A city in Florida is coming to grips with its racist past as it reportedly paved over Black cemeteries rather than “relocate” them as they had claimed to at the time.
A 60 Minutes segment about the history of the resting places explains that during the 1950s, headlines announced that the city of Clearwater Heights made a deal on moving a “Negro” cemetery, where hundreds of African American bodies lay, to make way for a swimming pool. A department store was planned for the site of another Black cemetery, where again, the bodies were supposed to be moved.
According to O’Neal Larkin, however, the supposed relocation did not happen because it was contrary to what he witnessed with his own eyes.
"It's not an imaginary thing that I seen. It's what I seen with my own eyes," Larkin told 60 Minutes correspondent Scott Pelley.
Larkin, 82, says that in 1984 he watched a construction crew dig a trench through the site of a “relocated” Black cemetery.
"But I remember the parking lot where the engineers-- traffic engineer was cutting the lines through," Larkin noted. "And they cut through two coffins. That was my first knowledge of seeing it because I walked out there, and I seen it myself."
During the first half of the 1900s, Clearwater Heights was a thriving Black neighborhood, which was proud and anchored by faith, CBS reports. But in death, much like most societal norms at the time, burial was segregated.
In 2019, the Tampa Bay Times reported that many of the segregated cemeteries in Florida had been paved, which then led the city of Clearwater to have them exhumed to finally figure out what happened.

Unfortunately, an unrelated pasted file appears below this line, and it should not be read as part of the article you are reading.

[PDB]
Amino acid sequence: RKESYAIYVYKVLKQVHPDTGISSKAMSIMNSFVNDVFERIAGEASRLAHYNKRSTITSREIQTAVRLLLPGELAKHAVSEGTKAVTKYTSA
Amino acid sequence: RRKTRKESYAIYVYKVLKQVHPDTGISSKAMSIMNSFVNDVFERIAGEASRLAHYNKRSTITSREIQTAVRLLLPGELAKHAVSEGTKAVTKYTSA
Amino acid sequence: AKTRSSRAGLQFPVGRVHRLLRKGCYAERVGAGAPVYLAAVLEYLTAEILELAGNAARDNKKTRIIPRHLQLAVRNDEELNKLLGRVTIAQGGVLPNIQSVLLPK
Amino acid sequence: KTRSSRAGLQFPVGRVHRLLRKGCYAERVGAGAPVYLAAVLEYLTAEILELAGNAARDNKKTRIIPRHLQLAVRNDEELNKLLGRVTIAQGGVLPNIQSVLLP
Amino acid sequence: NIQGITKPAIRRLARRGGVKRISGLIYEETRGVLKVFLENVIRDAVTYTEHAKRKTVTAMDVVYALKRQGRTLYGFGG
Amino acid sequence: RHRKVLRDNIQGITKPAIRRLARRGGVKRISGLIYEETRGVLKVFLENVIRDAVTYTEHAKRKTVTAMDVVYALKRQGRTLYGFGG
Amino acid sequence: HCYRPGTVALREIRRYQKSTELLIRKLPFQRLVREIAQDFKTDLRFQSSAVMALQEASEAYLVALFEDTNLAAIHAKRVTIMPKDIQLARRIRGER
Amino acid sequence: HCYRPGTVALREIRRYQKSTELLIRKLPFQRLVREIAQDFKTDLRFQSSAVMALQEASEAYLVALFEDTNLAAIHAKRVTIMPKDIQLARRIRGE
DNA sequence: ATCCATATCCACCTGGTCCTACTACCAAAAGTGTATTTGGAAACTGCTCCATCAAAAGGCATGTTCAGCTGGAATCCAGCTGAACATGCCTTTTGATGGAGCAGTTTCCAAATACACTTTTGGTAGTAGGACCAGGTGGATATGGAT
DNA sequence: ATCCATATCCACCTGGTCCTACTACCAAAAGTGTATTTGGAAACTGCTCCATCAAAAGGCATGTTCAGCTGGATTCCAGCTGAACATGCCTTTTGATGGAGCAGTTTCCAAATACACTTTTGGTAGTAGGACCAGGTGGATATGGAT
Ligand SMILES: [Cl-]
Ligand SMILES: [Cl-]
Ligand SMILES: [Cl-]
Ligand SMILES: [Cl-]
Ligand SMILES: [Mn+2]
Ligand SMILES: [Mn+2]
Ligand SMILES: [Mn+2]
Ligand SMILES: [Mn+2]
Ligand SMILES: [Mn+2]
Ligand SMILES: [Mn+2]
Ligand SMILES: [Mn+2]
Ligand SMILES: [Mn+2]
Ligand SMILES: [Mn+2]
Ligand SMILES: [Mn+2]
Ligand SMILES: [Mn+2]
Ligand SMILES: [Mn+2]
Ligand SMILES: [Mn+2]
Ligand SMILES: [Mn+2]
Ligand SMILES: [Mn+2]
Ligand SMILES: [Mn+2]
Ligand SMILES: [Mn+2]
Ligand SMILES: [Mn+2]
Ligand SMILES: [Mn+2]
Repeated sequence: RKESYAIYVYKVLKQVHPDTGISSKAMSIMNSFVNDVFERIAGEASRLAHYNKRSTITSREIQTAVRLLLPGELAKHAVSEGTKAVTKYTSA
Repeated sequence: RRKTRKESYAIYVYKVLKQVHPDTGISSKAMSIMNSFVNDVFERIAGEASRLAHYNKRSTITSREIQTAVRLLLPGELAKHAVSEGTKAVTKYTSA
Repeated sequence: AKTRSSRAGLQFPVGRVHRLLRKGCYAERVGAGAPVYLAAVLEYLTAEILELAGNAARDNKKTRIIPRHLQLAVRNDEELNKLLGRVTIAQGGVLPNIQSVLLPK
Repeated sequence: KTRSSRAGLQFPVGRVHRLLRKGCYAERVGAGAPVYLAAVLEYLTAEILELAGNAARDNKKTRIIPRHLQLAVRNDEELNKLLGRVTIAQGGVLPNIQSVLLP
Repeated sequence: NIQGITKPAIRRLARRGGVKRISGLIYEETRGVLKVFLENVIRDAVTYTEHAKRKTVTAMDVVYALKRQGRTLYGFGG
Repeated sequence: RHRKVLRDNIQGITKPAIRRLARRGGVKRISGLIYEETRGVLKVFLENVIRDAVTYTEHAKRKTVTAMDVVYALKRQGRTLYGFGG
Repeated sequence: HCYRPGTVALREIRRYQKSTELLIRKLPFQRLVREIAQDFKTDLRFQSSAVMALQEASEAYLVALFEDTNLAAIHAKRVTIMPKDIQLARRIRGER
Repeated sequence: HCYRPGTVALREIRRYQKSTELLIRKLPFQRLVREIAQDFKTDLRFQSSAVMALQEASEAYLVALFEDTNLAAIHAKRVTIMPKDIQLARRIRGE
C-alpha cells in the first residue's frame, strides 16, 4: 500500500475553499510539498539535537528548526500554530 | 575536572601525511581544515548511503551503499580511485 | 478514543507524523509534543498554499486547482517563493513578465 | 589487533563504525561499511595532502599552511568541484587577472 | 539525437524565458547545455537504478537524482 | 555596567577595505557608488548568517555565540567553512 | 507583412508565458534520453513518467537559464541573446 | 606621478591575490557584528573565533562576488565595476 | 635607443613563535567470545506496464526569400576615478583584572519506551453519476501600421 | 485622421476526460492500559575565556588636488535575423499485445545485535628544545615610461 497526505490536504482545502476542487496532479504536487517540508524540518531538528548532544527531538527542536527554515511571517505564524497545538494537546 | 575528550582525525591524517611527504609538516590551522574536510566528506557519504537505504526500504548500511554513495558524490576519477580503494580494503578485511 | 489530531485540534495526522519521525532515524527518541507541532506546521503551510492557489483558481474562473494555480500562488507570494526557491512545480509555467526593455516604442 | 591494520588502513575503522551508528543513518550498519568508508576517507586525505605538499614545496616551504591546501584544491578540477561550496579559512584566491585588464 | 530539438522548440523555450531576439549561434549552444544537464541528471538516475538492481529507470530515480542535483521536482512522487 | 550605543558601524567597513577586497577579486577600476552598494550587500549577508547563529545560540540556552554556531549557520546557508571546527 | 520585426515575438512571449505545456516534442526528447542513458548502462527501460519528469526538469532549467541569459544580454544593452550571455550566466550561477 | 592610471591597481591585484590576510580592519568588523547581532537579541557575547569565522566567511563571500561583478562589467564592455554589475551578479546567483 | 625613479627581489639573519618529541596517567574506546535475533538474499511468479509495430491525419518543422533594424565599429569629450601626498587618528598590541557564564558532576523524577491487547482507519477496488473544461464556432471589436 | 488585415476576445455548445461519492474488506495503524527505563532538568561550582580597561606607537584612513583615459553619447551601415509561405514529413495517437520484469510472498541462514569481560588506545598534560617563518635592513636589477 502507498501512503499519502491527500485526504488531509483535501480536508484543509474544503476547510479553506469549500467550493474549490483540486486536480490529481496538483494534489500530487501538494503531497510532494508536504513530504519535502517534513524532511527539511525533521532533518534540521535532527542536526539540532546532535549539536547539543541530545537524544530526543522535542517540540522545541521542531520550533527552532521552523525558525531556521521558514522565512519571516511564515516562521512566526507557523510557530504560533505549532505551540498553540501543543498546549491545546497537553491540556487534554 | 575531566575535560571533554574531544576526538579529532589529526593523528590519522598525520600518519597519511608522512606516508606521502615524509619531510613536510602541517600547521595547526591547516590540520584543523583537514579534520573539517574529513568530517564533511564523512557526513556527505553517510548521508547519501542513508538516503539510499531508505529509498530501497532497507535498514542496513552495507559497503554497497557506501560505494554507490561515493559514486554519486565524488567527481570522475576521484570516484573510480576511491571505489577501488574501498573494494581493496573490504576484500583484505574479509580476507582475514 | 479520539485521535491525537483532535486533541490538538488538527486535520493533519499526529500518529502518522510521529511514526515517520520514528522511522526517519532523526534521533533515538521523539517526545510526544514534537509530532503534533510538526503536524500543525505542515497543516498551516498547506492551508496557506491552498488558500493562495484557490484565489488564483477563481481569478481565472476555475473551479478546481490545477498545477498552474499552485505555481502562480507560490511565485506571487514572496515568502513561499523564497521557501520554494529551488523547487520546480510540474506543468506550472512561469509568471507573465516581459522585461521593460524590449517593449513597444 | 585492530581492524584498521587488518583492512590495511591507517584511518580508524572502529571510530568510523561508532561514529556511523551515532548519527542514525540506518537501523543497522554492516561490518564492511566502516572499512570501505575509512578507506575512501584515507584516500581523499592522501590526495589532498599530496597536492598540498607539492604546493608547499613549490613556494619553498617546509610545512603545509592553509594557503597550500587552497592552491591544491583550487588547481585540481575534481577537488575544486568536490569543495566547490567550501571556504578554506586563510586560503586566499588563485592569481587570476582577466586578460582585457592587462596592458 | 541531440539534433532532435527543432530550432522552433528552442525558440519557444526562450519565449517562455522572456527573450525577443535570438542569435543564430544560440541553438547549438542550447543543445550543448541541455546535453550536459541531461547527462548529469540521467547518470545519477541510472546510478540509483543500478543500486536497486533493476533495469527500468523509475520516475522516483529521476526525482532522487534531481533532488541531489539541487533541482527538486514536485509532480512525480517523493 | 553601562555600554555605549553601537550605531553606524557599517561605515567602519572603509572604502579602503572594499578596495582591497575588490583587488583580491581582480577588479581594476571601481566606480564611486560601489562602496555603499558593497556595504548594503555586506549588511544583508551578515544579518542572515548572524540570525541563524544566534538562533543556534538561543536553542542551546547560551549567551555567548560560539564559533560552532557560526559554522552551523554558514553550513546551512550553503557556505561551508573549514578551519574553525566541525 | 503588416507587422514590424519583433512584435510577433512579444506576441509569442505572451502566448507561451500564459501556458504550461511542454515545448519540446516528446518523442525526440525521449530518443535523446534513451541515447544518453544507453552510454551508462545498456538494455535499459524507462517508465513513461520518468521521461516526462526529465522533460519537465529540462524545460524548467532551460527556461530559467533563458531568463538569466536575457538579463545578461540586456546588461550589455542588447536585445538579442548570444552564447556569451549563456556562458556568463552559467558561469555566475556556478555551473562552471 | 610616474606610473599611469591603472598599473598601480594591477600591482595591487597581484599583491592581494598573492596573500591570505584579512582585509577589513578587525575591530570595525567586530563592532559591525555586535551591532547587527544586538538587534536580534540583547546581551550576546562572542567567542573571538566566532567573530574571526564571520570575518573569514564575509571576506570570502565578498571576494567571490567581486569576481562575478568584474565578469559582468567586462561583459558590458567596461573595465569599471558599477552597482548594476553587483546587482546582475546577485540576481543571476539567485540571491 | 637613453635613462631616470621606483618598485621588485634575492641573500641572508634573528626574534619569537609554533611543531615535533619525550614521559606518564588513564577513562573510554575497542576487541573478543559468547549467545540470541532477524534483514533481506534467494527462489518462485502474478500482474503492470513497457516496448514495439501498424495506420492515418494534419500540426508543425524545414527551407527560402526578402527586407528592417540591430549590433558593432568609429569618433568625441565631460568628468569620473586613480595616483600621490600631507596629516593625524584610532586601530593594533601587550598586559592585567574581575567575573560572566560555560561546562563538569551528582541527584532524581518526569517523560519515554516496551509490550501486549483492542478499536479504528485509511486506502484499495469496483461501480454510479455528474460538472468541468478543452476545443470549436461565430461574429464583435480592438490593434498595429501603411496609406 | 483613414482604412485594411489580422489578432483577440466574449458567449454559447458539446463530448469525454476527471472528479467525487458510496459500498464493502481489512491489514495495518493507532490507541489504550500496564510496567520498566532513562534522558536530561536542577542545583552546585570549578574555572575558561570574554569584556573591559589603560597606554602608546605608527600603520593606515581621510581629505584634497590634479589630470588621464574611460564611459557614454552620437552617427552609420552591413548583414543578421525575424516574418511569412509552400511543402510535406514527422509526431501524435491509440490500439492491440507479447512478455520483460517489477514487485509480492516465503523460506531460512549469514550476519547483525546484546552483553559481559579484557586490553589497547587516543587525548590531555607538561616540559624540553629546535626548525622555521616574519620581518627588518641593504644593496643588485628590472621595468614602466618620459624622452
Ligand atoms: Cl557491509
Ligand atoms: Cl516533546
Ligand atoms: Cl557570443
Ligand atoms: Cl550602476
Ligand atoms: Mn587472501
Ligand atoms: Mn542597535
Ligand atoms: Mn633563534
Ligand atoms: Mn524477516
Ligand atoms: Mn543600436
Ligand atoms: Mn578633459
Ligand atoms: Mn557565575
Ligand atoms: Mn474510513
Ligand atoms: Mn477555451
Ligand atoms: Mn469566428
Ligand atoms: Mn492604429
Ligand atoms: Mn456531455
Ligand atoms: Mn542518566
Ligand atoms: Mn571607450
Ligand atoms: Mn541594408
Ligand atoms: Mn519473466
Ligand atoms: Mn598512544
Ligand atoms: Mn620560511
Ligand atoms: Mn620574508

Archeologists Rebecca O’Sullivan and Erin McKendry, who work for a company called Cardno hired to map the desecration, say they discovered 328 likely graves, many of which were under a parking lot. 550 graves are in the cemetery's record, but there’s only evidence of 11 having ever been moved during the 1950s.
"These individuals were loved. They were family members; they were fathers and mothers," McKendry told 60 Minutes of their findings, which began while using a ground penetrating radar over a segregated cemetery where an office site stands today. "And they were interred with love."
"People deserve to be treated with respect," O'Sullivan added. "That's the most important thing."
"So there may be hundreds of bodies still at that site?" Pelley asked.
"It's possible," O'Sullivan said.
In another cemetery not far away, McKendry noted that bodies were not removed to build a Black swimming pool and school.
Last year, after a prayer was said over the site, an excavation was launched and confirmed what the radar had suggested. Relics, including human remains, were discovered at the office building site and at the school, which had closed in 2008 because it was obsolete.
"All of the information and the data that we collected does indicate that there are additional burials likely below the footprint of that school building," McKendry said.
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